Poland’s Brilliant World War II Leader
General Stanislaw Maczek
by Stan Z. Biernacik
General Stanislaw Maczek (born March 31, 1892) was the last Commander of the First Polish Army Corps under Allied Command, and who previously led the famous First Polish Armored Division.
Gen. Maczek’s military career began as an officer of the Austrian Army who fought on the Italian front in 1914. Following the outbreak of World War I, Polish
units were organized around the cities of Krakow and Lwow, and the young officer offered his services to the reborn units of the Polish Army.
Soon, his military talents became evident in the battles for the relief of the city of Lwow, under Ukrainian siege in 1918, and later in the struggle of the young
Polish Republic to stop the invading armies of the Communist Russia led by Marshal Budienny.
Following the cessation of hostilities, the highly decorated Major Maczek decided to make military service his lifetime career.
When the Nazis invaded Poland in 1939, Colonel Maczek commanded the 10th Motorized Cavalry Brigade, which had fought several battles before. On orders from Commander-in-Chief
Marshal Rydz Smigly, the Brigade fighting the encircling Nazi forces crossed the Hungarian border where it was interned.
Learning that Polish forces were being organized on French soil, Col. Maczek escaped from Hungary in October 1939 and reported to Gen. W. Sikorski, commander of the Polish forces
in exile, in Paris. As reward for his services, Gen. Sikorski promoted Maczek to the rank of Brigadier General and placed him in charge of Polish units at the Army camp at Coetquiden, Brittany.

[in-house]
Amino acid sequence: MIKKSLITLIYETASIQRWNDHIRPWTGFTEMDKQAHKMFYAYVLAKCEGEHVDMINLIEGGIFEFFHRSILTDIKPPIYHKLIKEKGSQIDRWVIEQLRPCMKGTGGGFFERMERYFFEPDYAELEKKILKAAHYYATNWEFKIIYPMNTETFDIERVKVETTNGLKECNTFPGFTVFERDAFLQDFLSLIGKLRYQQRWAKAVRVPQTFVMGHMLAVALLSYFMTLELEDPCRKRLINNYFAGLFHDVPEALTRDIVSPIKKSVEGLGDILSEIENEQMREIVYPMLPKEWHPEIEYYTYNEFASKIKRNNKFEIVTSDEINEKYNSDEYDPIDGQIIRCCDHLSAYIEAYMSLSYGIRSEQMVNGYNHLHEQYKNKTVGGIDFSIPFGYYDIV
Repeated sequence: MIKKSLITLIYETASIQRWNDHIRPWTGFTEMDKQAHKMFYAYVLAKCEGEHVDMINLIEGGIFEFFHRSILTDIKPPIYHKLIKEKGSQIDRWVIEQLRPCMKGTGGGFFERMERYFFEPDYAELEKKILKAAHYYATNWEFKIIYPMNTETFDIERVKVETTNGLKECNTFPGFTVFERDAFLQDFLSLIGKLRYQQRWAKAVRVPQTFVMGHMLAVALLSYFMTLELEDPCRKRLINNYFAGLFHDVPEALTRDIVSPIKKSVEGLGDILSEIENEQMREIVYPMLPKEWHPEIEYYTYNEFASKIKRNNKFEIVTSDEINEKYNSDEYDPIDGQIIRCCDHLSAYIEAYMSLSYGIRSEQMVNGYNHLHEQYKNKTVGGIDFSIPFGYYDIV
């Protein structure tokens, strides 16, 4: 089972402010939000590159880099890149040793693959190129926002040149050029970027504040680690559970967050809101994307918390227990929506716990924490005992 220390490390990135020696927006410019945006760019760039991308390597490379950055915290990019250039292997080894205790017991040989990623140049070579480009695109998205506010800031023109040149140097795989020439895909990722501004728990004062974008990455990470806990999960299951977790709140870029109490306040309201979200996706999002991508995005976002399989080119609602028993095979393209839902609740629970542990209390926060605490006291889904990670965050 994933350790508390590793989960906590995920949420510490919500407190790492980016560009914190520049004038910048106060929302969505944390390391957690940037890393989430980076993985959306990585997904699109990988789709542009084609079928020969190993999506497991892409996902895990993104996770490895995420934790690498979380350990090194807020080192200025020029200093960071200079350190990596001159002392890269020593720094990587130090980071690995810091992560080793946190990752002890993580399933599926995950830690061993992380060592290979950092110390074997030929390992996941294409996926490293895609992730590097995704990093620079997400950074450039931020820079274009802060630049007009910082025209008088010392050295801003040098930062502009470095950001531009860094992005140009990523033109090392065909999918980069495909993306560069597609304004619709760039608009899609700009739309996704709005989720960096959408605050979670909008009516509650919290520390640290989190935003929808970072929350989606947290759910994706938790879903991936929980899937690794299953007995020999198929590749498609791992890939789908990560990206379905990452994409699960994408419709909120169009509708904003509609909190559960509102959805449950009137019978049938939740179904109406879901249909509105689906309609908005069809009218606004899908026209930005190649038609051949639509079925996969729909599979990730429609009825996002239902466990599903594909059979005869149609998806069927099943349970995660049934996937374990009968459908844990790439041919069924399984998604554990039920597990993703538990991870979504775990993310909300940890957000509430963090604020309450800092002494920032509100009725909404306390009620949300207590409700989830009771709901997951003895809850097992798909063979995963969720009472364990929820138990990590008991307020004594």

When Nazis invaded France in 1940, Gen. Maczek was given charge of the 10th Armored Cavalry Brigade, which fought bloody battles against the invader on June 16 and 17, and scored
important victories in the vicinity of Montbard, and on the Burgundy Canal.
The brave efforts of the Polish brigade proved to be in vain when the government of France capitulated.
Under the orders of Gen. Sikorski, the Brigade was dissolved and her men were ordered to seek safety in un-occupied France until they could reach the shores of England, the last
bastion of freedom. There Prime Minister Winston Churchill rallied his countrymen, calling on them to continue their struggles against the Nazi menace.
With France’s collapse, thousands of Polish soldiers found their way to friendly British soil and organized military units. Gen. Maczek was one of them.
In February 1942, Gen. Maczek was ordered by Gen. Sikorski to form the First Polish Armored Division. Eager to fight and take revenge on the enemy, the Division proved its worth
during the 1944 invasion of Europe. During the Battle of Normandy, Polish troops took part in the encircling move against Nazi troops, and were credited with the closing of the Caen-Fallaise Gap, where fourteen
Nazi divisions were trapped and destroyed.
After this decisive battle, Gen. Maczek’s Division continued to spearhead the Allied drive across the battlefields of France, Belgium, Holland, and finally Germany.
The Division’s "moment of glory" came when its forces captured the German port of Wilhelmshaven and accepted the surrender of the entire garrison, which included
some 200 vessels of Hitler’s navy.
Gen. Maczek commanded the First Armored until the end of the hostilities in Europe.
In May 1945, he was promoted the rank of Lieutenant General and was given command of the First Polish Army Corps in Scotland. Gen. Klemens Rudnicki, who coincidentally celebrated
his 93rd birthday on the 28th of March of this year, succeeded Gen. Maczek as commander of the Division.
All those who knew Gen. Maczek and those who fought under his command have no doubt that the history of armored warfare will include his name as one of the most brilliant
commanders who served the Allied cause with the greatest distinction during World War II.
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